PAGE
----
There’s an article in the current issue of Science Robotics that discusses an alternative approach—a kind of compromise between sending only humans or only robots. The idea is using robotic telepresence for planetary exploration. From orbit, the authors argue, a small team of humans would remote operate rovers and other robotic systems and as a result they could do more exploration while keeping the overall mission safer and cheaper.

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Voliro Hexcopter Uses Rotating Nacelles to Perform Versatile Acrobatics

Voliro Hexcopter Uses Rotating Nacelles to Perform Versatile Acrobatics

Last month, we wrote about ETH Zurich’s Omnicopter, a flying cube with rotors providing thrust in lots of different directions that allow the drone to translate and rotate arbitrarily. This is very handy, for lots of different reasons, but the Omnicopter itself is rather bulky and seems destined to live out its life in a Swiss laboratory.

A team of undergrads at ETH Zurich has taken the idea behind the Omnicopter and designed an even more versatile flying robot. Voliro offers the same kind of decoupled position and attitude control, except that instead of a cube full of rotors oriented in different directions, this drone uses rotating nacelles that can turn it from a traditional hexcopter into something much more versatile and acrobatic.

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Valkyrie humanoid robot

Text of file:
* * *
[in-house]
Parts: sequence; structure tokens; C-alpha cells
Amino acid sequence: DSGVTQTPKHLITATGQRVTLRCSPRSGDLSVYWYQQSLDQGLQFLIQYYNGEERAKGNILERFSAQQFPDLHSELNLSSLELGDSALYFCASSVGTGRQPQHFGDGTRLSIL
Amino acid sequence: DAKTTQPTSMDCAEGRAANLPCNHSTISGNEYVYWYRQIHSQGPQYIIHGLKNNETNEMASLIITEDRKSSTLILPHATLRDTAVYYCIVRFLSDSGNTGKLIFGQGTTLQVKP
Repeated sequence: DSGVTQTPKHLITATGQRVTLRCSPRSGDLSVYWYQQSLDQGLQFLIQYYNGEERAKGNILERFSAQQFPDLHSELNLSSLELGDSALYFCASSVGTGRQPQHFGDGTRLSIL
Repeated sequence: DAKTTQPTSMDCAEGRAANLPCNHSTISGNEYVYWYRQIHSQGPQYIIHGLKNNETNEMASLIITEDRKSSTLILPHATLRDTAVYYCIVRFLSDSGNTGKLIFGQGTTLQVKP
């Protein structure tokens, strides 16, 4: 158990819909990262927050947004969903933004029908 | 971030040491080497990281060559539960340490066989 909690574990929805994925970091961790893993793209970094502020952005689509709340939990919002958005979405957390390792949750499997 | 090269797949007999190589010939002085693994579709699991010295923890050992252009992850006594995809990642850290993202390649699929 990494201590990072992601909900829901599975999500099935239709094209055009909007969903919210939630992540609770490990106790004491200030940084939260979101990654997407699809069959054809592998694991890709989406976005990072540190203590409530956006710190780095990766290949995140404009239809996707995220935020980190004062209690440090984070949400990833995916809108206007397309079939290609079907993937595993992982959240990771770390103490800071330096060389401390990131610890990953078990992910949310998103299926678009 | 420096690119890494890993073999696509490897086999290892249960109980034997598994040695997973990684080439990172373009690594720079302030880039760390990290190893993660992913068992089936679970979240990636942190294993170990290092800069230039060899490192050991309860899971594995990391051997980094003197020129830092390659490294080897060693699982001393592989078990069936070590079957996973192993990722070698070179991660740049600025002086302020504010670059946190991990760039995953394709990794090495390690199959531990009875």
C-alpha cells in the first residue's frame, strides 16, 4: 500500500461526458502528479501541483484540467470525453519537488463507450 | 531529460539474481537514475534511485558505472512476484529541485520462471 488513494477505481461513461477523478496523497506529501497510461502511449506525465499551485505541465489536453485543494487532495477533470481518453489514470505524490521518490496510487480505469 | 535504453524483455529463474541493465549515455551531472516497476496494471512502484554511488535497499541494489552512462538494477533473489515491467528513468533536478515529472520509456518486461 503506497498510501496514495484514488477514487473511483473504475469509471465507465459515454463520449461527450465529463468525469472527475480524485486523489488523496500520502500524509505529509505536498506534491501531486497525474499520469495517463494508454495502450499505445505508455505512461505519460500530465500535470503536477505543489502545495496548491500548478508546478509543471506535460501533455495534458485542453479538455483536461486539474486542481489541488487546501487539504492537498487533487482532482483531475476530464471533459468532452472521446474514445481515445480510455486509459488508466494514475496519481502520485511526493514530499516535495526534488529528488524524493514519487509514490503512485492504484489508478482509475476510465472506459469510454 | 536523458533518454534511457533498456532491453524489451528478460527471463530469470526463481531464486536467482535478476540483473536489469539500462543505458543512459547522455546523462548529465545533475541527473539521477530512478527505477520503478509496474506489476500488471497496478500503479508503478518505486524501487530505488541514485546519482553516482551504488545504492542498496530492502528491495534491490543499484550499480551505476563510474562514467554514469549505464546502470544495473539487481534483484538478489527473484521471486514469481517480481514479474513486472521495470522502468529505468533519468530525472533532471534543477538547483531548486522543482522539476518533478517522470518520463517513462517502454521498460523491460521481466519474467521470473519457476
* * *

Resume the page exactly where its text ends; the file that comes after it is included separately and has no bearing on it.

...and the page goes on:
Video Friday: Valkyrie on Rough Terrain, Harvard Arthropods, and Flying Wheeled Robot

Video Friday is your weekly selection of awesome robotics videos, collected by your Automaton bloggers. We’ll also be posting a weekly calendar of upcoming robotics events for the next two months; here’s what we have so far (send us your events!):

RoboBoat 2017 – June 20-20, 2017 – Daytona Beach, Fl., USA
Aerial Robotics International Research Symposium – June 21-22, 2017 – Toronto, ON, Canada
Hamlyn Symposium on Medical Robotics – June 25-28, 2017 – London, England
Autonomous Systems World – June 26-27, 2017 – Berlin, Germany
RoboUniverse Seoul – June 28-30, 2017 – Seoul, Korea
RobotCraft 2017 – July 3-3, 2017 – Coimbra, Portugal
ICAR 2017 – July 10-12, 2017 – Hong Kong
RSS 2017 – July 12-16, 2017 – Cambridge, Mass., USA
MARSS – July 17-21, 2017 – Montreal, Canada
Summer School on Soft Manipulation – July 17-21, 2017 – Lake Chiemsee, Germany
Living Machines Conference – July 25-28, 2017 – Stanford, Calif., USA
RoboCup 2017 – July 27-31, 2017 – Nagoya, Japan

Let us know if you have suggestions for next week, and enjoy today’s videos.


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Georgia Tech's Shimon musical robot uses AI to compose completely original music

Four-Armed Marimba Robot Uses Deep Learning to Compose Its Own Music

The Georgia Tech Center for Music Technology, led by Gil Weinberg, has a reputation for doing incredible musical things with robots, with a mix of creativity and technical expertise in robotics and AI. We’ve seen projects like a cybernetic second arm for a drummer, a cybernetic third arm (!) for a drummer, and a bunch of interesting research on ways that robots can dynamically collaborate with humans in the context of improvisational music. That last thing usually features Shimon, a four-armed expressive robotic marimba player, which can analyze music in real time and improvise along with human performers.

It’s an impressive thing to watch, but Shimon’s talents were mostly restricted to riffing on what other human musicians were doing. Now, Shimon has leveraged deep learning to create structured and coherent and totally unique compositions of its very own. 

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IEEE Spectrum’s award-winning robotics blog, featuring news, articles, and videos on robots, humanoids, drones, automation, artificial intelligence, and more.
Contact us:  e.guizzo@ieee.org

Editor
Erico Guizzo
New York City
Senior Writer
Evan Ackerman
Washington, D.C.